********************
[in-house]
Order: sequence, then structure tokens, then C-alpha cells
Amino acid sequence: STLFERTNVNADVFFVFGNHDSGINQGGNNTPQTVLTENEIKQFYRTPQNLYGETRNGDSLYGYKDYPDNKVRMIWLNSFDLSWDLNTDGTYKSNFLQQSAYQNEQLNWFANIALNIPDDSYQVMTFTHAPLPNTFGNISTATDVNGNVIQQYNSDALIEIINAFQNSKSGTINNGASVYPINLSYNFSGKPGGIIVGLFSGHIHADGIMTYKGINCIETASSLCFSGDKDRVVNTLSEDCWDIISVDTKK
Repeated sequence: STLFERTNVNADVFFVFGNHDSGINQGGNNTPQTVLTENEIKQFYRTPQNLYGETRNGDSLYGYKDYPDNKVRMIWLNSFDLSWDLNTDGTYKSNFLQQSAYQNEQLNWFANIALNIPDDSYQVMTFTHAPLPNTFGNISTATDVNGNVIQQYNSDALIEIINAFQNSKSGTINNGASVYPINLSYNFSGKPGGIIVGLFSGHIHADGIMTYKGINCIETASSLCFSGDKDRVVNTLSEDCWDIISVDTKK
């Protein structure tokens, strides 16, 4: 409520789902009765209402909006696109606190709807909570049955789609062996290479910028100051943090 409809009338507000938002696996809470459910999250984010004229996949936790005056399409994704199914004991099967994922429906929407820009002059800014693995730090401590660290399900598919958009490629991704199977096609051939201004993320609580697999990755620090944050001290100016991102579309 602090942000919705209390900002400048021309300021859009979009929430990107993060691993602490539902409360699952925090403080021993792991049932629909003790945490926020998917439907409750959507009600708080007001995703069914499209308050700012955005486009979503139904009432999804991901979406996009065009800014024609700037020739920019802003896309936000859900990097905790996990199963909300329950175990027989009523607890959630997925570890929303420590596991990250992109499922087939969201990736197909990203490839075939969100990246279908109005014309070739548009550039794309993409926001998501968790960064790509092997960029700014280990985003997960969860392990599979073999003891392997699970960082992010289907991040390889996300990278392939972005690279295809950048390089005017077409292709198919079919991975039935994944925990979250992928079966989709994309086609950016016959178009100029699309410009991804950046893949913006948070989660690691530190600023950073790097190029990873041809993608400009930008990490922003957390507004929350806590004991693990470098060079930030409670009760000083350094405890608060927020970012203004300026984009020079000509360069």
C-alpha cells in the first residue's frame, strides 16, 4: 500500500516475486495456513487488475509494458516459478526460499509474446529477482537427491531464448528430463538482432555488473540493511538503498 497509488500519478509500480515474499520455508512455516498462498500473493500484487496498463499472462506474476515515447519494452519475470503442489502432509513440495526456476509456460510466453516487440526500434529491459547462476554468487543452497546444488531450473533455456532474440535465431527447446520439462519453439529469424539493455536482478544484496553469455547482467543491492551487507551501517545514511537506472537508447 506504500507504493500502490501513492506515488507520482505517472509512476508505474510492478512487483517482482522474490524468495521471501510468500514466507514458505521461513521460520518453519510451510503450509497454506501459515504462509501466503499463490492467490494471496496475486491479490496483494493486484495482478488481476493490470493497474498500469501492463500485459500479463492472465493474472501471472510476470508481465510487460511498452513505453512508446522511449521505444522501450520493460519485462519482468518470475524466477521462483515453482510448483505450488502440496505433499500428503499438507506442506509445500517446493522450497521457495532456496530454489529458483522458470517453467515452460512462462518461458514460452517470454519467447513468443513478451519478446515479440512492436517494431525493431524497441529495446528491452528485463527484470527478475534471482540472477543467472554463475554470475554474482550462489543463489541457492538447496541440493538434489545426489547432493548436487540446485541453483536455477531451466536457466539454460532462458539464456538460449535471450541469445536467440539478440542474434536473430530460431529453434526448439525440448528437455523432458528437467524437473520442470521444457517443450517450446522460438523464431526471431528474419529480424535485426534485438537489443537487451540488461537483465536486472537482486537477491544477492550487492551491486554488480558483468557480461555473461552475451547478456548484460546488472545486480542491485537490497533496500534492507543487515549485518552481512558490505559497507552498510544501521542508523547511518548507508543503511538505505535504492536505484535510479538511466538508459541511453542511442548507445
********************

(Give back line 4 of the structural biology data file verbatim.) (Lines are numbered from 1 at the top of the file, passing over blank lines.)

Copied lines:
Repeated sequence: STLFERTNVNADVFFVFGNHDSGINQGGNNTPQTVLTENEIKQFYRTPQNLYGETRNGDSLYGYKDYPDNKVRMIWLNSFDLSWDLNTDGTYKSNFLQQSAYQNEQLNWFANIALNIPDDSYQVMTFTHAPLPNTFGNISTATDVNGNVIQQYNSDALIEIINAFQNSKSGTINNGASVYPINLSYNFSGKPGGIIVGLFSGHIHADGIMTYKGINCIETASSLCFSGDKDRVVNTLSEDCWDIISVDTKK